Soon to Bloom — Part V (August)

Bloom there it is!


Getting to Know the Natives In Your Backyard, A Month at a Time

My native plant garden offers up small miracles on a daily basis. Seeing a brand new colorful bloom on the end of a green spike is like finding a 5 dollar bill in a parking lot. You get a quick sense of thrill, which is then quickly replaced with the thought: “How did I get so lucky today?”

Like the grand finale in a fireworks show, it is hard to believe that these gorgeous blooms sat so still all summer barely paying a passerby any mind.

This “Blue Cardinal Flower” or Great Blue Lobelia (pictured above) created such thrill that I immediately realized: “Oh boy, I am WAY behind on my Soon to Bloom for August!” And I think I now know why nearly a whole half a month has gone by and I still have not updated the Soon to Bloom. I have been so preoccupied filming butterflies that I completely lost track of the flowers.

Tiger Swallowtail
Great Blue Lobelia or Blue Cardinal Flower (Lobelia siphilitica)

This is the first time I have seen this blue flower in my garden as it was just planted this summer, just a few weeks prior to the writing of this post. I just love the detail in this little plant. I say that lightly, it can grow to be a height of 1 to 3 feet. Part of the reason it can be referred to as the twin to the Cardinal flower (Lobelia cardinalis), but in blue. This is a lovely woodland garden plant that thrives in shady, moist soil. In fact, don’t leave your house for two weeks in August without a friend to check on water levels if there are limited number of afternoon and evening thundershowers. They won’t tolerate a drought.

Turtlehead pink (Chelone cuthbertii) or Turtlehead white (Chelone glabra)
Great Blue Lobelia (Lobelia siphilitica)
Boneset (Eupatorium perfoliatum)
Blue Mistflower (Conoclinium coelestinum)
Flat-topped Goldenrod (Euthamia graminifolia

Among other native plants that sit around calmly all summer and then put on a bursting show at the ending weeks of the summer are shown above. Like the grand finale in a fireworks show, it is hard to believe that these gorgeous blooms sat so still all summer barely paying a passerby any mind. You know that the fireworks usually end in one last big spectacle, and then the oos and ahhs get better and better. Then one day you meander about and Boom! Your garden is alive even more than it was two weeks ago. Even my Alum Root is blooming, I did not capture a photo of it though.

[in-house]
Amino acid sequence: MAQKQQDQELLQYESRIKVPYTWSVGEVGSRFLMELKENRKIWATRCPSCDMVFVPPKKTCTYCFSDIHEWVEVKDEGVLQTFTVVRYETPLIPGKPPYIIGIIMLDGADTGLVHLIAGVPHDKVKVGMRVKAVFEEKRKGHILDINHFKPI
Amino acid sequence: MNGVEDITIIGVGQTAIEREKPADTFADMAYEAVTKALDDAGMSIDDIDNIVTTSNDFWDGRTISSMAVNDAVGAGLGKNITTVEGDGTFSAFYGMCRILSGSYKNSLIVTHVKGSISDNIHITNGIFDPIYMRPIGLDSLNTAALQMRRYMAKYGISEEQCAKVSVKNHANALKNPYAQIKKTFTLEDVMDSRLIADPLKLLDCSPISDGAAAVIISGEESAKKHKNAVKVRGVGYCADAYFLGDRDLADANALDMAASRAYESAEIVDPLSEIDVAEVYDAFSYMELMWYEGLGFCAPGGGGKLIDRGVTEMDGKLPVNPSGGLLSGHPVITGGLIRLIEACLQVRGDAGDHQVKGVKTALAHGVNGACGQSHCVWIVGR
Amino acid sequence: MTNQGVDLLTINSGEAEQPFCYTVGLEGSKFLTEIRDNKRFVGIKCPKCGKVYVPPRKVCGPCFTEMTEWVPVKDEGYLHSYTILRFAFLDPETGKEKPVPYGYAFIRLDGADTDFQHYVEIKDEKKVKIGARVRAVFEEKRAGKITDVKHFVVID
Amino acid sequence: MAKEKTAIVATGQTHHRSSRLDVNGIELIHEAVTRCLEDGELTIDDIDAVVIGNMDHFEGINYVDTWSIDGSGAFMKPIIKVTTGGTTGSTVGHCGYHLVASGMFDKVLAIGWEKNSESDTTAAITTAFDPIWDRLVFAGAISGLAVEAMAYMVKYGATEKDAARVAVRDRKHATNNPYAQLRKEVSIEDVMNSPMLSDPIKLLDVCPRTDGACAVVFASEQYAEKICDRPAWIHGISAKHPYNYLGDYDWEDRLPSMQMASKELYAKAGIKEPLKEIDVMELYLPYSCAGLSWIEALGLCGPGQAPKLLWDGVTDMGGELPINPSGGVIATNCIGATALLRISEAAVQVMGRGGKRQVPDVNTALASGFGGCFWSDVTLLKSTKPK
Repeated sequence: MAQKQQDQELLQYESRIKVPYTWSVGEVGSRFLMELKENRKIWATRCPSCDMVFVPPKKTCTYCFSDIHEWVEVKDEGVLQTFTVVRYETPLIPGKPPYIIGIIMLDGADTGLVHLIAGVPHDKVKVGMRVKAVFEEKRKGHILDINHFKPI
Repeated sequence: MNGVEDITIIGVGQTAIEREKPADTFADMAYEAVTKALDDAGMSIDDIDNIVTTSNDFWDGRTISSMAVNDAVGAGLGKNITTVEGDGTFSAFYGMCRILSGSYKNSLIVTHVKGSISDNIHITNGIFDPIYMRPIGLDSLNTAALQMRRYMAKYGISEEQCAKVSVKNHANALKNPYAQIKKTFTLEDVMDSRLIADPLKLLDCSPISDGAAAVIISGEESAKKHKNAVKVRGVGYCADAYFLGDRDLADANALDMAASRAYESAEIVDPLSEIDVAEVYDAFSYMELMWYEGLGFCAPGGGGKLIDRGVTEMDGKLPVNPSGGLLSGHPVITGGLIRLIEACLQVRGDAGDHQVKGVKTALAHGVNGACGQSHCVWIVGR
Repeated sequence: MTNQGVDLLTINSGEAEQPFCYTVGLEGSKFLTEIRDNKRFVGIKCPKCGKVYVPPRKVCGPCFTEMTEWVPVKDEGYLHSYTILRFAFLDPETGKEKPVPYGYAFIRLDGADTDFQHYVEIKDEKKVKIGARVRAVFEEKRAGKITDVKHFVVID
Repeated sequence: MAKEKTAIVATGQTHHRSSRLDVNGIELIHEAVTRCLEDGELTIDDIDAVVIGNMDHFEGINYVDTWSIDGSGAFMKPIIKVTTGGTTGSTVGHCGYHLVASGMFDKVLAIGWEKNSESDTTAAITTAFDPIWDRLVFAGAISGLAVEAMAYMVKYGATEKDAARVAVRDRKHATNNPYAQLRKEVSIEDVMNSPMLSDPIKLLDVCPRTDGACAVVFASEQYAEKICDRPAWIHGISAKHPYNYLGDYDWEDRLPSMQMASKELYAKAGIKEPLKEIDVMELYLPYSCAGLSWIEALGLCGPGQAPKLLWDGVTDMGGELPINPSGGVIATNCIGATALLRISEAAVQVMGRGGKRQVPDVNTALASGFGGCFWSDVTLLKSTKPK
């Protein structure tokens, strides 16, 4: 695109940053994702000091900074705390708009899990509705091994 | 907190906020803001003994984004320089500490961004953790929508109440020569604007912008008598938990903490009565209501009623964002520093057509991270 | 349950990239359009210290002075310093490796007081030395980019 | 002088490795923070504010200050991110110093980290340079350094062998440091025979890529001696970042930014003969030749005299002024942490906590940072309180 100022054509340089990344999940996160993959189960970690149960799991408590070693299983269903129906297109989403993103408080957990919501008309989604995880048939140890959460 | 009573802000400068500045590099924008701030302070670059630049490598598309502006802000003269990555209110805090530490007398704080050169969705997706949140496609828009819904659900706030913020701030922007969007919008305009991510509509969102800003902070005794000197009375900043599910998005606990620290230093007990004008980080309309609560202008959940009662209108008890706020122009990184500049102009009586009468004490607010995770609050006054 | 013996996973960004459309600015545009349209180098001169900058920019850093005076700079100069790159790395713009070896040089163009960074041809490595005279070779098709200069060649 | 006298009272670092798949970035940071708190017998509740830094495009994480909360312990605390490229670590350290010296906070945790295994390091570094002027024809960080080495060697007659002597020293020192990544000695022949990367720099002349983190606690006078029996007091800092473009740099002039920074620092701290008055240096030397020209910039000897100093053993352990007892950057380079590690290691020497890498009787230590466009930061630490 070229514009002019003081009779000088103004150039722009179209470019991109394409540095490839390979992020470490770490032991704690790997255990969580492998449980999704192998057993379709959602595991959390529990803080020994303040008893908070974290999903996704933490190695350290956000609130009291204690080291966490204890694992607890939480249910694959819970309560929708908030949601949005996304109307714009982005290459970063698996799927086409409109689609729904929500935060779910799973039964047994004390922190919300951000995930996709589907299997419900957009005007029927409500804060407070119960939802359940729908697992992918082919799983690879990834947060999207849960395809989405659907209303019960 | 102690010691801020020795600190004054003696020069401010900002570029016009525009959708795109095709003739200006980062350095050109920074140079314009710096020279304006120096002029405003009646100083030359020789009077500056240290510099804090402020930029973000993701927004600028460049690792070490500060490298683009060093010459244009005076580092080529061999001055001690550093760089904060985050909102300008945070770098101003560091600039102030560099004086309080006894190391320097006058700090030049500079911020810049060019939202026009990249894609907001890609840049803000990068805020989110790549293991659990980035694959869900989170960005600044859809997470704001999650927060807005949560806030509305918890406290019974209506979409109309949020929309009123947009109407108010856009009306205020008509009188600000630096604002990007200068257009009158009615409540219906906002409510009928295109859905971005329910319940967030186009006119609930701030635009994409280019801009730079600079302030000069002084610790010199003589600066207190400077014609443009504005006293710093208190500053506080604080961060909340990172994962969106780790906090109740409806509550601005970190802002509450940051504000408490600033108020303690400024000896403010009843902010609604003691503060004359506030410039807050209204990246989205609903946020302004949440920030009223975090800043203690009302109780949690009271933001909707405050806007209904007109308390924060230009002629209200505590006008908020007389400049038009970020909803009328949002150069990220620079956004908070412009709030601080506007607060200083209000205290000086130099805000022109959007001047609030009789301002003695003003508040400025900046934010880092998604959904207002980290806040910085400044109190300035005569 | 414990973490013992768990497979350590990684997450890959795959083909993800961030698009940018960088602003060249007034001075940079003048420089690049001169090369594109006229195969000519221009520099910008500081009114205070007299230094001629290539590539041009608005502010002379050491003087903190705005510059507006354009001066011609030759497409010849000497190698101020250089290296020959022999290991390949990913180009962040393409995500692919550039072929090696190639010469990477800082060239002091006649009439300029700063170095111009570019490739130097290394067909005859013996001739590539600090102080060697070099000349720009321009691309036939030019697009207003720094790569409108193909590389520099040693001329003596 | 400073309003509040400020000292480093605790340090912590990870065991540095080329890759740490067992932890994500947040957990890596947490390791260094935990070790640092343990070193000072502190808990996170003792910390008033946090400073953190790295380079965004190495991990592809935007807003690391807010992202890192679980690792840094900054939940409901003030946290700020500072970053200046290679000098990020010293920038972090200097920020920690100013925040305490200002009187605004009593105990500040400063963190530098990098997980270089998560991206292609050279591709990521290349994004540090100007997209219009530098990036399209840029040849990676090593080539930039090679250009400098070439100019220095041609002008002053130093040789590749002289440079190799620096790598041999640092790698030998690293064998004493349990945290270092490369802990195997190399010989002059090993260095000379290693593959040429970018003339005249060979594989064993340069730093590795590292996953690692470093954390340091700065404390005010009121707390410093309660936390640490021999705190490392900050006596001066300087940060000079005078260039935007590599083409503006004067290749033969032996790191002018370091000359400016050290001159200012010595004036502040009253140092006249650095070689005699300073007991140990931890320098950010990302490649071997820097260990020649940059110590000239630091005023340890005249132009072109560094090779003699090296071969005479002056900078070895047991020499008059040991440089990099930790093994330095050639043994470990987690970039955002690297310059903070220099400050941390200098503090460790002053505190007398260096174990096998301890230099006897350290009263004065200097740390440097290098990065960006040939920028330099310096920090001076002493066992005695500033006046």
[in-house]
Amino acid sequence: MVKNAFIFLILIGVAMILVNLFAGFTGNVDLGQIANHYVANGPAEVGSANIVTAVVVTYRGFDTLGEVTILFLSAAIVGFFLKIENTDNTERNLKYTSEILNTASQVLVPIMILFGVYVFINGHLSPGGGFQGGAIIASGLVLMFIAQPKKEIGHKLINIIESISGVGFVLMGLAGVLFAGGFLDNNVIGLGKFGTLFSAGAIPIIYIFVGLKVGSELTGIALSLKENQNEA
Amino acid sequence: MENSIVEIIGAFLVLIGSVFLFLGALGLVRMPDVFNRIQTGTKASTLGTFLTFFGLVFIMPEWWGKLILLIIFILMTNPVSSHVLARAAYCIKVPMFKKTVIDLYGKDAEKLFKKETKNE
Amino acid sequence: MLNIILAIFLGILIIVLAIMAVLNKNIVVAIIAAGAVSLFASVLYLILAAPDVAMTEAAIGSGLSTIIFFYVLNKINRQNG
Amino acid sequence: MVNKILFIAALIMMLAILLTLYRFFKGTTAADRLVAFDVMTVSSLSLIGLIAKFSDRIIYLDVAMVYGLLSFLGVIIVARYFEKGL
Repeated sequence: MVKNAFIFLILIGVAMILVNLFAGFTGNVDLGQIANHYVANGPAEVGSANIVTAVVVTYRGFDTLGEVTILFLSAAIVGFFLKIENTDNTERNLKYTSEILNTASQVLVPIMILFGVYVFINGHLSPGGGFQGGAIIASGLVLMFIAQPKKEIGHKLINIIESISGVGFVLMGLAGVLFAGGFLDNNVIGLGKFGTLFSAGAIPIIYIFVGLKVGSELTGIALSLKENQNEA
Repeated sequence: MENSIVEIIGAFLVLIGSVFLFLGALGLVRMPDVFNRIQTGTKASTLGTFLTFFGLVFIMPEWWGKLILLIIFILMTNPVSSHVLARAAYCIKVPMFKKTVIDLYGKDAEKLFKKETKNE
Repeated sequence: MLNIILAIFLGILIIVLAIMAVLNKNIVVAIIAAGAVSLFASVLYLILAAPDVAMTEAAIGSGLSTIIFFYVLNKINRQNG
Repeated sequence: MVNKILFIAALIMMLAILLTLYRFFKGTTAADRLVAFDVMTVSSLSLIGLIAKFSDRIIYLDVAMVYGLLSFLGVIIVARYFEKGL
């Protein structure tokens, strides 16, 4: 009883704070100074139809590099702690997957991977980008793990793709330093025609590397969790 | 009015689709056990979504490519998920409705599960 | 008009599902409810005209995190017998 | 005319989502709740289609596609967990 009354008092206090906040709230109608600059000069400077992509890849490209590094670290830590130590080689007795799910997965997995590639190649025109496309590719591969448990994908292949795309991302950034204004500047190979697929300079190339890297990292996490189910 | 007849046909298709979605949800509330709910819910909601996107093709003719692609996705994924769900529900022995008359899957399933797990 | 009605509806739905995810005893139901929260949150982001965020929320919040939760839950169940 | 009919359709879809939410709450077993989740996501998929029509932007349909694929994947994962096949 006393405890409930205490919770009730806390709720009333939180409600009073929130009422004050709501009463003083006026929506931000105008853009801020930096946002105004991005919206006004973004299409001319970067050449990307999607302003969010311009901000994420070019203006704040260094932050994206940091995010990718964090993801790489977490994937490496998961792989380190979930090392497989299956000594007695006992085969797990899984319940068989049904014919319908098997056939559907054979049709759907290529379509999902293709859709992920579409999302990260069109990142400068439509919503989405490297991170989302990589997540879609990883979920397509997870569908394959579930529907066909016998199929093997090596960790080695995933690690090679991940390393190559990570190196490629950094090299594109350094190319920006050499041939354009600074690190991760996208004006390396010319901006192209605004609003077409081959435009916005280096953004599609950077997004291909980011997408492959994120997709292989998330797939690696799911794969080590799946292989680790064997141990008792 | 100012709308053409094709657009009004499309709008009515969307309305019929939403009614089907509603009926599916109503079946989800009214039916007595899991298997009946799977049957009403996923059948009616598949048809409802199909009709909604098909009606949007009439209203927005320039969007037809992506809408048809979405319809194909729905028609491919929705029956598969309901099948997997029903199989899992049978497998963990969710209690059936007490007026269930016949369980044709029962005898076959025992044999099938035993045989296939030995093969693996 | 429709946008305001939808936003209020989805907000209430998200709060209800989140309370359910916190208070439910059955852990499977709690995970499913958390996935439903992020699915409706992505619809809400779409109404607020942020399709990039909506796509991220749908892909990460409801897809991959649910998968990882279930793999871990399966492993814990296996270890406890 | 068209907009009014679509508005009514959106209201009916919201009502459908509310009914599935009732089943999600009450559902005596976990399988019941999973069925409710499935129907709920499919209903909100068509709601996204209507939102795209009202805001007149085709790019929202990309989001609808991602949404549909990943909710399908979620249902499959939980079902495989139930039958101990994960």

Like its water loving neighbor, the Chelone spp of plants including the pink turtlehead and also white turtlehead among others also prefer a wet habitat like the Lobelia.

Turtlehead (white)

Of the plants mentioned above…one of them should be noted to come with its own red flag warning: aggressive spreader! Blue Mistflower (Conoclinium coelestinum) has absolutely no trouble self seeding itself all around the beds. Just be weary of that! They are really more pale purple than blue, and are a delight: small lavender bombs that resemble more of a pom-pom with tiny hairs. They have recognizable leaves too. They are heavily veined and toothed (jagged edges) resembling the mint family, yet they are in the aster family. They can tolerate full sun, but will wilt if left to dry out too much. We have a mass grouping on the outermost edge of our rain garden. They are at the base, and the taller Cardinal flower and Obedient plant sit directly behind the Blue Mistflower. We also have them sprinkled about in two small understory plantings, one in full sun, and one in part sun. I have also had success with them in a large deck planter box in full sun. They have, without fail come back every year for going on 3 years now. (Shout out thank you to my Garden Club of American friend Suzanne B. for that one seedling that is now an entire box full!)

Rain Garden flanked with Blue Mistflower and a teeny bit of the Flat-topped Goldenrod showing in the top right corner

In the above photo, I say “teeny bit” of the Flat-topped Goldenrod showing, because in fact…the cluster of blooms is easily two feet across. Those tiny flowers bloom into more of small hedge. One plant can be up to a foot across in full bloom!

Stay tuned for perhaps one more installment of Soon to Bloom in September. Yes…things are still yet to bloom!